Midseason Top 50 Prospects
Click above to listen the Midseason Top 50 Prospects Podcast This list bears little resemblance to the Top 100 Prospects ranking we published before the season, and that’s because so […]
Together Again, Against All Odds
by Mike Berardino
FORT LAUDERDALE, Fla.--The odds must be astronomical.
Two kids from the Dominican Republic, born 15 months apart, grow up across the street from each other in Pueblo Nuevo, a modest neighborhood in their hometown of Las Matas de Farfan.
Their fathers are farmers, their mothers are close friends. They meet around kindergarten age and grow up playing ball together, dreaming together and, incredibly enough, making it to the major leagues.
That would have been accomplishment enough for Juan Encarnacion and Odalis Perez, but this winter their odds-defying story got even better. At the Winter Meetings, the Dodgers sent a low-level prospect to the Marlins for Encarnacion, deemed an expensive luxury in a crowded outfield.
Just like that, they were back together again, the slugging outfielder and the lefthanded pitcher.
"It's like a dream come true," Perez says from his locker at Dodgertown. "We're good friends. We're like brothers."
On the December day in 1992 when a 16-year-old Encarnacion worked out for a Tigers scout, it was Perez who played catch with him. The scout, impressed with Perez' arm, gave him four baseballs and told him he'd sign a pro contract himself in a couple of years.
He did, although it was with the Braves, not the Tigers.
"We used to play on the patio together," Perez says. "We'd play some children's games. We played baseball games in the street."
He pauses, gazes across the lavish clubhouse and points out a cardboard box for a visitor.
"See that carton case?" Perez says. "We used to make our gloves out of that."
On the day of their annual charity softball game in their hometown, Encarnacion was traded to the Dodgers. An overflow crowd of 15,000 turned out to watch the two friends on the same field.
Encarnacion played right. Perez, goofing around, played center.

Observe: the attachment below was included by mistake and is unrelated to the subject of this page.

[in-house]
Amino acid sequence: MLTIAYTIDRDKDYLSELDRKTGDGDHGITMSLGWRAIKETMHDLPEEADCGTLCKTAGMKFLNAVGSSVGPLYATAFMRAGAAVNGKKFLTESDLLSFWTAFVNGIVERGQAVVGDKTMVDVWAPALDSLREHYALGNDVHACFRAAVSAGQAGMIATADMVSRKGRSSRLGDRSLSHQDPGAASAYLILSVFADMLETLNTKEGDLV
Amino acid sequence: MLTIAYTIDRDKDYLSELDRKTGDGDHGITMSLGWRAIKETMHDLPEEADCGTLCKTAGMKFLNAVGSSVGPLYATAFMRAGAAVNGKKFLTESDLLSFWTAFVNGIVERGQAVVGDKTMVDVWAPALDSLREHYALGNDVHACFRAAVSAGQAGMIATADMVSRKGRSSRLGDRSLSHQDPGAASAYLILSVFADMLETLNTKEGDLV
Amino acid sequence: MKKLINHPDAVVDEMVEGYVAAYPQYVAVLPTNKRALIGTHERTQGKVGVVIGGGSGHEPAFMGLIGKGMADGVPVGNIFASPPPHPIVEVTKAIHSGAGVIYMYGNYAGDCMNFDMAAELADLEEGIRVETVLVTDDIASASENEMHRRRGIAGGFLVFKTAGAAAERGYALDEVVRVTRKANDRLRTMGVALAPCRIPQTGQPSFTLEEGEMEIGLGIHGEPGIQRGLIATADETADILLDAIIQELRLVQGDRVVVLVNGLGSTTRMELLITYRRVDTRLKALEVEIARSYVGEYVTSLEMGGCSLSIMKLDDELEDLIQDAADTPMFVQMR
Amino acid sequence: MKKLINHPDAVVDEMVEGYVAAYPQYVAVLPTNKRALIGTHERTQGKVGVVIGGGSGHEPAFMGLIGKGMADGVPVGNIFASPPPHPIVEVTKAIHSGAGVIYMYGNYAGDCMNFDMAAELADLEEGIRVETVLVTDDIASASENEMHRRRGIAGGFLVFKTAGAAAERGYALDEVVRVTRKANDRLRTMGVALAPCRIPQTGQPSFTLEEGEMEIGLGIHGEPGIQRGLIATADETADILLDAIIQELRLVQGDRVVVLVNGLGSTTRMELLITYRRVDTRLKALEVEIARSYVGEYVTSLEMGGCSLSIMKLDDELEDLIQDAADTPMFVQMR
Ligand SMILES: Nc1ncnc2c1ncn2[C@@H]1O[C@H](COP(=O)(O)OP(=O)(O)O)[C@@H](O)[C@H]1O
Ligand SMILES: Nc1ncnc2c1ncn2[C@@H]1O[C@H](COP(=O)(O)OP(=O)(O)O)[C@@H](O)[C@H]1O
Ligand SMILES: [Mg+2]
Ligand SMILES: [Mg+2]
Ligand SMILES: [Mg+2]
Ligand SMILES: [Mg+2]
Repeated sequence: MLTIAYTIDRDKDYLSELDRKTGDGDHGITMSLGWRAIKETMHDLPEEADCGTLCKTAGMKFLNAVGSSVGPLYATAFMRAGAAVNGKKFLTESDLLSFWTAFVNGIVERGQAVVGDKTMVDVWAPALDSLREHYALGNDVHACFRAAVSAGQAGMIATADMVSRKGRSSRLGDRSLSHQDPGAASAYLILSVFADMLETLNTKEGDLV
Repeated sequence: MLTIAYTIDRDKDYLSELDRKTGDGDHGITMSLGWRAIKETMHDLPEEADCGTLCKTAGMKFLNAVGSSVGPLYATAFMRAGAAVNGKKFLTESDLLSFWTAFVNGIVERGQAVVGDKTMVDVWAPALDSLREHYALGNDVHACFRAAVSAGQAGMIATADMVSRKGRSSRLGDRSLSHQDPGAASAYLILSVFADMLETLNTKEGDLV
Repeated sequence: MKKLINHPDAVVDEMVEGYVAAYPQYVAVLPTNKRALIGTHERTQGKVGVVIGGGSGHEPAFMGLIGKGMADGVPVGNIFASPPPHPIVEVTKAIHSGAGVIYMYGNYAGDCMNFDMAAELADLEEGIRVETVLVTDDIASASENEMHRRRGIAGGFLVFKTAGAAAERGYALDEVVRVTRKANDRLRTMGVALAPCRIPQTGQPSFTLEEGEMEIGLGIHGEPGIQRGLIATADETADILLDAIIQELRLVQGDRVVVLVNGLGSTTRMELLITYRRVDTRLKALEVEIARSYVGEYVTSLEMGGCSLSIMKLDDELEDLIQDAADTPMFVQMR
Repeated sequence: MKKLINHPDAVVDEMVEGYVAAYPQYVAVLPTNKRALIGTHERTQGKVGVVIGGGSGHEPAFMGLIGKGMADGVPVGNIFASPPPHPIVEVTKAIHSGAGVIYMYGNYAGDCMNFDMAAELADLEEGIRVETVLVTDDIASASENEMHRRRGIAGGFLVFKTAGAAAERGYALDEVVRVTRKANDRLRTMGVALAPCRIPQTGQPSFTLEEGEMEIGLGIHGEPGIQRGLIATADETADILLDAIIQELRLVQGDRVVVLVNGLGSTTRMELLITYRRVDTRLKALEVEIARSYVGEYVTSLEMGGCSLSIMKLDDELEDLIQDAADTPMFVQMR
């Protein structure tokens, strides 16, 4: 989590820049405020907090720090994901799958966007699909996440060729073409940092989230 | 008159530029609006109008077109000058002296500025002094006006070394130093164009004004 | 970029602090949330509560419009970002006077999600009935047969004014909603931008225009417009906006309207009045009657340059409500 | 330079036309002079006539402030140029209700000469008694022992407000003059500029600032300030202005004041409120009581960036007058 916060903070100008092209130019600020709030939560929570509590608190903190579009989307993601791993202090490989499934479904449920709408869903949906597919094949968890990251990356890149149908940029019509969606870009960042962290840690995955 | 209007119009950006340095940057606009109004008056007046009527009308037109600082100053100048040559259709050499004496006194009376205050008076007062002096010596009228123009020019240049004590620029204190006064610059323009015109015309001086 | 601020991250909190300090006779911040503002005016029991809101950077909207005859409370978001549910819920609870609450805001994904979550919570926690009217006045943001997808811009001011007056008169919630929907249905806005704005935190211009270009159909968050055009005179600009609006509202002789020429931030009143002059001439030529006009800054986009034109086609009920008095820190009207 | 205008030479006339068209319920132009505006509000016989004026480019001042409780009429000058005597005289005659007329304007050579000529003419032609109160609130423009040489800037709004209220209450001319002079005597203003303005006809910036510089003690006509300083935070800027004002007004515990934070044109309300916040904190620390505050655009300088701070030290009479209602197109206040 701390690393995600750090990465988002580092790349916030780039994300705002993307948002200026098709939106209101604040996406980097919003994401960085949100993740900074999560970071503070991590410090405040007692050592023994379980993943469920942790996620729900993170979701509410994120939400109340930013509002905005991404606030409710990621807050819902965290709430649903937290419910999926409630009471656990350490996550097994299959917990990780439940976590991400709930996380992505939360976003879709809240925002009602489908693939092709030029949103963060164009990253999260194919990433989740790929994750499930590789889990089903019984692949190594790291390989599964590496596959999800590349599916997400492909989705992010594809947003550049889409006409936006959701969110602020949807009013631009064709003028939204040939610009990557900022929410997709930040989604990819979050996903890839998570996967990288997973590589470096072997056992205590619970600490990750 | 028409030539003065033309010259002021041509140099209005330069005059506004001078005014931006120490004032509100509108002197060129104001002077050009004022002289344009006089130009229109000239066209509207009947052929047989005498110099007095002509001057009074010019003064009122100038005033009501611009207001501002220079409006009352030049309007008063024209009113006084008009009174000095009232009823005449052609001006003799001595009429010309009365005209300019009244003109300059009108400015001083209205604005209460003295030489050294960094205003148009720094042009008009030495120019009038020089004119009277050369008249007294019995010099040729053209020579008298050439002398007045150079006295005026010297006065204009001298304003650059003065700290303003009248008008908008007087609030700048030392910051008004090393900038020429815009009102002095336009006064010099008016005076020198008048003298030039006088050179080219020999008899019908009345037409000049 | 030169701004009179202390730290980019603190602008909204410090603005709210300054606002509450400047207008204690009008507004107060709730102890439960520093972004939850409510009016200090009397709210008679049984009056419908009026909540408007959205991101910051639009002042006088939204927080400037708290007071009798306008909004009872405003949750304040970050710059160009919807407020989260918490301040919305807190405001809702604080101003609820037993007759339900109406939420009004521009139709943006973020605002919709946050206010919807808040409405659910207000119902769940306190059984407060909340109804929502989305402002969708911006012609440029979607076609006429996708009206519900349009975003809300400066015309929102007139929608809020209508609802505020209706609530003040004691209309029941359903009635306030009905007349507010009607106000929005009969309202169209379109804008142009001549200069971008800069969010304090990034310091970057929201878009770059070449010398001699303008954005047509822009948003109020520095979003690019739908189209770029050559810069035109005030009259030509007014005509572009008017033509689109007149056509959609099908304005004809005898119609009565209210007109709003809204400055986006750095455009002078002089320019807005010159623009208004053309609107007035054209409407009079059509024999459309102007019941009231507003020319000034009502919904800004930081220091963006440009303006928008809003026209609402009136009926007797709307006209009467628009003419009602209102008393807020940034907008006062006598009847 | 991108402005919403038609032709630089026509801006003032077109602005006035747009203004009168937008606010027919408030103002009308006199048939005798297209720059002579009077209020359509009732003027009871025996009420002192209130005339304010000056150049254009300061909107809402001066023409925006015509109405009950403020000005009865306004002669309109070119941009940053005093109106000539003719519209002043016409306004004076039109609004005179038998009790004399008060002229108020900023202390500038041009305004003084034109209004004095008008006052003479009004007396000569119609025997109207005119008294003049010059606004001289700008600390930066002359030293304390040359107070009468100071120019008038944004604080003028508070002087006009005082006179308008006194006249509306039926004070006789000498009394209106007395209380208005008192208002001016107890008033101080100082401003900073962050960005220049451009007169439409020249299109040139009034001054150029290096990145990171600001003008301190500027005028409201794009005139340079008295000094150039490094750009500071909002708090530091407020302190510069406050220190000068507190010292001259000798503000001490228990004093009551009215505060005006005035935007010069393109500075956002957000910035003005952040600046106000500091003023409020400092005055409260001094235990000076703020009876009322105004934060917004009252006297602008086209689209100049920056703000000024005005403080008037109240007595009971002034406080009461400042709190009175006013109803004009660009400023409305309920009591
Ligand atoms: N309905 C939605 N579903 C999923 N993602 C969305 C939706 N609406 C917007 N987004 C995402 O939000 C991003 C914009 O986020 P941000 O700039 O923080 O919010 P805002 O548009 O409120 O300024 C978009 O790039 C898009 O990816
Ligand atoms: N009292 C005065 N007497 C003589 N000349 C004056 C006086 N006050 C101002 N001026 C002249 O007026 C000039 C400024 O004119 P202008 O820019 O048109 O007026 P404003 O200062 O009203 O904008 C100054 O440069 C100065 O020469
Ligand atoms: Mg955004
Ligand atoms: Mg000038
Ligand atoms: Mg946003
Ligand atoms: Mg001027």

"Having Odalis around again, it feels like a real family in here," Encarnacion says. "I've been close with him not just for one year but for a long, long time. I have nothing to complain about."
Certainly not the two-year, $8 million contract he signed with the Dodgers soon after he was traded. With star right fielder Shawn Green apparently moving to first base this year, Encarnacion won't even have to mess with the transition to left.
Their mothers, Eufracia Santiago (Encarnacion) and Viterba Amador (Perez), have no complaints either. Their little boys are back together again.
The Dodgers have always been popular in the Dominican, but in Las Matas de Farfan, they have really taken off. Alberto Castillo, Ramon Santiago and Valerio de los Santos are from the same town of 250,000, but none has accomplished what Encarnacion and Perez have in their careers.
Happy as he is in his new surroundings, Encarnacion still doesn't seem quite over the indignity of his postseason benching last fall in favor of Miguel Cabrera.
It was the right thing to do at the time. Mike Lowell needed to get back into the lineup, Cabrera was too hot to sit and Encarnacion was slumping worse than any other Marlin besides shortstop Alex Gonzalez.
Encarnacion wound up as the odd man out.
"Nobody is going to be happy in that situation," he says. "The good thing about what happened is we were winning. Whatever way to win is the way to do it."
Bad Taste Remains
Still, he will never like the way it was handled. No soothing words from manager Jack McKeon or anyone else in an official capacity. Just a stunning defensive replacement on a double switch in the middle of Game Three in the National League Championship Series.
Cast aside after a 94-RBI season in which he wasn't charged with a single error.
"I was playing the whole time," Encarnacion says. "For whatever reason, I stopped playing. They should have said something about it. I'm a human being. You should at least give an explanation or whatever."
He would start just three of the final 10 games--all in New York, where the DH was used. He delivered a key sacrifice fly in the clinching Game Six, but when it came time for the Marlins' victory parades three days later, Encarnacion was back home in the Dominican.
"I would have liked to have done that a lot," Encarnacion says of the parades. "I didn't go but not because I didn't want to go. I didn't go because of my family."
Nor was Encarnacion at the White House in January when the Marlins were honored. Fellow departee Pudge Rodriguez went, but Encarnacion opted to remain home so as not to interrupt his stringent workout routine.
"The schedule was kind of heavy for me," he says.
He shrugs. Maybe these excuses ring hollow. Maybe he was too embarrassed by getting benched for a rookie, no matter how talented, to show his face around his teammates any longer.
"That time is over," he says. "That season is already past. I've got to get ready for a new season. I've got to start over again."
With his fourth team in as many seasons. At least he will have an old friend in his corner.